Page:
The Miniature Drum kits come pre-cut complete with drum ring, Birch Bark strip, sinew as lacing at approx. 32″ long, 2 Rawhide skins 2″ diameter., beans, and step by step instructions also included a History of the drum and incorporation and benefits to the Ontario Curriculum and learners. Our most common sizes are 2 ¼ inches. This would be essential for grades JK through to grade 8 as well as any secondary school students.
This workshop may take about forty-five (45) minutes to one (1) hour, depending on how learners want to further dress up their drums with lace and beads added. All kits will be prepared as kits for participants and rawhide should be soaked overnight or at least 6 hours before the workshop takes place.
Today, some Indigenous people exclusively follow traditional beliefs. Many are Christian, while others maintain both Christian and traditional beliefs. Still, others have adopted new Indigenous religious traditions. Some of these are associated with particular regions, while others are practiced by Indigenous people across Canada.
For many Aboriginal Elders and spirit keepers, the drum is an essential instrument of communication between the spirit world and the everyday world. In many Aboriginal societies in Canada, the drum has become a symbol of the living relationship between Aboriginal people and the land. Drums from different geographic areas are made in various forms and materials, reflecting the diversity of Indigenous cultures.
Indigenous groups of North America were a deeply spiritual people, and they communicated their history, thoughts, ideas and dreams from generation to generation through such as the drum. The meaning of the drum was to signify the heartbeat of mother earth. They are used in various ways to interact with a higher power known to most as the Great Spirit or Creator. The drum plays an intricate part in the rituals and ceremonies of the Indigenous peoples. The traditional Indigenous peoples’ American drum is quite large, two to three feet in diameter. Drums are made from the natural resources available to them, so vary in design from one region to another, but they are made from a hollowed-out log or wooden frame. The opening is covered with a deerskin or elk skin which is stretched and secured with thongs made of animal sinew. The drum is essential to the rituals and ceremonies that feature dancing as they provide the beat and rhythm for dancing. The drum symbol would indicate that a significant event had taken place in the tribe.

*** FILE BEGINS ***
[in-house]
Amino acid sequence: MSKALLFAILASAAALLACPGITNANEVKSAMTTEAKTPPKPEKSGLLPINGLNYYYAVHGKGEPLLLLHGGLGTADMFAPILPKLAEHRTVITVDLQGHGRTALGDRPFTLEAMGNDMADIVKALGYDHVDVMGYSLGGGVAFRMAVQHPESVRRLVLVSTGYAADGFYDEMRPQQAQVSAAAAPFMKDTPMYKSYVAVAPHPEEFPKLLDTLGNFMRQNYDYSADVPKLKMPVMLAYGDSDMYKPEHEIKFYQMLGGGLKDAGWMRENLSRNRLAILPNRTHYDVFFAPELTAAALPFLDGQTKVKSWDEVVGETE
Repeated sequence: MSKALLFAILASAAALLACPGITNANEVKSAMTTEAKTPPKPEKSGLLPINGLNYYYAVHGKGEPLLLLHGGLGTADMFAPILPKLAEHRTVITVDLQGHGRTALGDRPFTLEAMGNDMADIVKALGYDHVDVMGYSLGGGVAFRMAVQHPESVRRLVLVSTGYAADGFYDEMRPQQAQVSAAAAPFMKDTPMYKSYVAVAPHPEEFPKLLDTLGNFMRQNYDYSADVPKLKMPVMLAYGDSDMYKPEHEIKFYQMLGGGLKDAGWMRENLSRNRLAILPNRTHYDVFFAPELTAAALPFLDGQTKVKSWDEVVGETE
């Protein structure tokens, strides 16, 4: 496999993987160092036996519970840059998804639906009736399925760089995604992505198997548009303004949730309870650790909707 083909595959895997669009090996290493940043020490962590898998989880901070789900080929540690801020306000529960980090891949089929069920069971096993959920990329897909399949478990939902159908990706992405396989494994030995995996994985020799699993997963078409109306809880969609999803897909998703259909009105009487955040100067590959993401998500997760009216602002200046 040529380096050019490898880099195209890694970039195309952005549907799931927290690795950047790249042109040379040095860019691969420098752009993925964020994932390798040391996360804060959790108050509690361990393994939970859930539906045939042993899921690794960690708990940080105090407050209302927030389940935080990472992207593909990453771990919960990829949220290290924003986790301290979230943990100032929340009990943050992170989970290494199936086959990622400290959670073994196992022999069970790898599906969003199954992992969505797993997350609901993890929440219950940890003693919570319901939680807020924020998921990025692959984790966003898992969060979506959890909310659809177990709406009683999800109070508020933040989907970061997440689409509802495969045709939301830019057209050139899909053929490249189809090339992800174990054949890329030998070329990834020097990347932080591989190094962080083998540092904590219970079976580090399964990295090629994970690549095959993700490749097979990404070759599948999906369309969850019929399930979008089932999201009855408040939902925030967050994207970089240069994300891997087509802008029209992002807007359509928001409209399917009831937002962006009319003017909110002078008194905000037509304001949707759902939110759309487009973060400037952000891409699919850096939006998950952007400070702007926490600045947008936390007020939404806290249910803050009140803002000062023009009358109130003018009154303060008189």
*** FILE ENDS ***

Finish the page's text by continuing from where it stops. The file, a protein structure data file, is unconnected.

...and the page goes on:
At the beginning of the project, you will gather everything you will need to make your drum in one place.
Plugin your glue guns to warm up.
Take your drum ring and a glue gun and glue the outer side of drum and place your birch bark strip onto the bottom of the drum ring or use Le Page’s white glue with a stick and hold till dry with an elastic band or with your hands.
Lay one of the rawhide pieces down in front of you, then place your drum ring onto the placed rawhide and place the other part of rawhide on the top of the drum ring.
Take your sinew and begin to lace it in the cut-out holes and pull the one end to equal lengths of the lace to half and start to fasten in one way till they meet at the end.
Make sure that all lacing is equal in length on the sides of the drum ring then slide in your beans into the drum.
Once everything is together, then proceed to tighten the lacing all around the drum equally and tie a knot.
The rawhide should take about 12hrs to dry and will shrink as it dries and ready for your designs or additions to decorate.
This traditional Drum workshop compliments well within the Ontario Curriculum, such as History, Science, Numeracy, Social Studies, Geography, Art, Music, Language and Culture. e.g. Numeracy – Geometric shapes – circular, 12 lacing holes in each skin, lacing design of triangular shapes.